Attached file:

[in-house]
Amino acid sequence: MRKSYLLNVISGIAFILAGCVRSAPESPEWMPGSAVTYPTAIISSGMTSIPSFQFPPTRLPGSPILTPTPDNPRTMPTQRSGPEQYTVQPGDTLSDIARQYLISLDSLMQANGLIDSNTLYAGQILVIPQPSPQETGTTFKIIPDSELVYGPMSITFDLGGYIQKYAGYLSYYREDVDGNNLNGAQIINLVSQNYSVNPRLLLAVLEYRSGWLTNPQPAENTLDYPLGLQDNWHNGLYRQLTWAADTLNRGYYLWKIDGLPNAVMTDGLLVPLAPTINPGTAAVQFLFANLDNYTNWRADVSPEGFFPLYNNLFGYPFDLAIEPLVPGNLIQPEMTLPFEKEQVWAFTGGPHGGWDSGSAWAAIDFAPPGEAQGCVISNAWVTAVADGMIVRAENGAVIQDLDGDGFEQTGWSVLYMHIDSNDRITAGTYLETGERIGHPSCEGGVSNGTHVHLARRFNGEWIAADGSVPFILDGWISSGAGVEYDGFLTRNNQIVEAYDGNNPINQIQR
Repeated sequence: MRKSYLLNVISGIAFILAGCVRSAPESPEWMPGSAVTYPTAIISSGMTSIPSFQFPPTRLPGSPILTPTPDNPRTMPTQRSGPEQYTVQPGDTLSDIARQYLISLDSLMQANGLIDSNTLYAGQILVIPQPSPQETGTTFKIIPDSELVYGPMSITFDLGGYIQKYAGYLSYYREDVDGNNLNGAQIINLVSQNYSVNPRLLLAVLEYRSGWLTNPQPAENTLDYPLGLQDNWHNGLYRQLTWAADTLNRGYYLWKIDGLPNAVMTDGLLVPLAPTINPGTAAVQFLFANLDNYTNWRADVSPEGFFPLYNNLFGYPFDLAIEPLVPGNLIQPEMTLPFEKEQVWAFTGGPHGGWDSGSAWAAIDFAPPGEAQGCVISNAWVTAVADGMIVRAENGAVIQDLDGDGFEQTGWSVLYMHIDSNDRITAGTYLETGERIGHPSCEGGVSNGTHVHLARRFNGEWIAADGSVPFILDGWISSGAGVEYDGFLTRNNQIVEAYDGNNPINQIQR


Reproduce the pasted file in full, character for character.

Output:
[in-house]
Amino acid sequence: MRKSYLLNVISGIAFILAGCVRSAPESPEWMPGSAVTYPTAIISSGMTSIPSFQFPPTRLPGSPILTPTPDNPRTMPTQRSGPEQYTVQPGDTLSDIARQYLISLDSLMQANGLIDSNTLYAGQILVIPQPSPQETGTTFKIIPDSELVYGPMSITFDLGGYIQKYAGYLSYYREDVDGNNLNGAQIINLVSQNYSVNPRLLLAVLEYRSGWLTNPQPAENTLDYPLGLQDNWHNGLYRQLTWAADTLNRGYYLWKIDGLPNAVMTDGLLVPLAPTINPGTAAVQFLFANLDNYTNWRADVSPEGFFPLYNNLFGYPFDLAIEPLVPGNLIQPEMTLPFEKEQVWAFTGGPHGGWDSGSAWAAIDFAPPGEAQGCVISNAWVTAVADGMIVRAENGAVIQDLDGDGFEQTGWSVLYMHIDSNDRITAGTYLETGERIGHPSCEGGVSNGTHVHLARRFNGEWIAADGSVPFILDGWISSGAGVEYDGFLTRNNQIVEAYDGNNPINQIQR
Repeated sequence: MRKSYLLNVISGIAFILAGCVRSAPESPEWMPGSAVTYPTAIISSGMTSIPSFQFPPTRLPGSPILTPTPDNPRTMPTQRSGPEQYTVQPGDTLSDIARQYLISLDSLMQANGLIDSNTLYAGQILVIPQPSPQETGTTFKIIPDSELVYGPMSITFDLGGYIQKYAGYLSYYREDVDGNNLNGAQIINLVSQNYSVNPRLLLAVLEYRSGWLTNPQPAENTLDYPLGLQDNWHNGLYRQLTWAADTLNRGYYLWKIDGLPNAVMTDGLLVPLAPTINPGTAAVQFLFANLDNYTNWRADVSPEGFFPLYNNLFGYPFDLAIEPLVPGNLIQPEMTLPFEKEQVWAFTGGPHGGWDSGSAWAAIDFAPPGEAQGCVISNAWVTAVADGMIVRAENGAVIQDLDGDGFEQTGWSVLYMHIDSNDRITAGTYLETGERIGHPSCEGGVSNGTHVHLARRFNGEWIAADGSVPFILDGWISSGAGVEYDGFLTRNNQIVEAYDGNNPINQIQR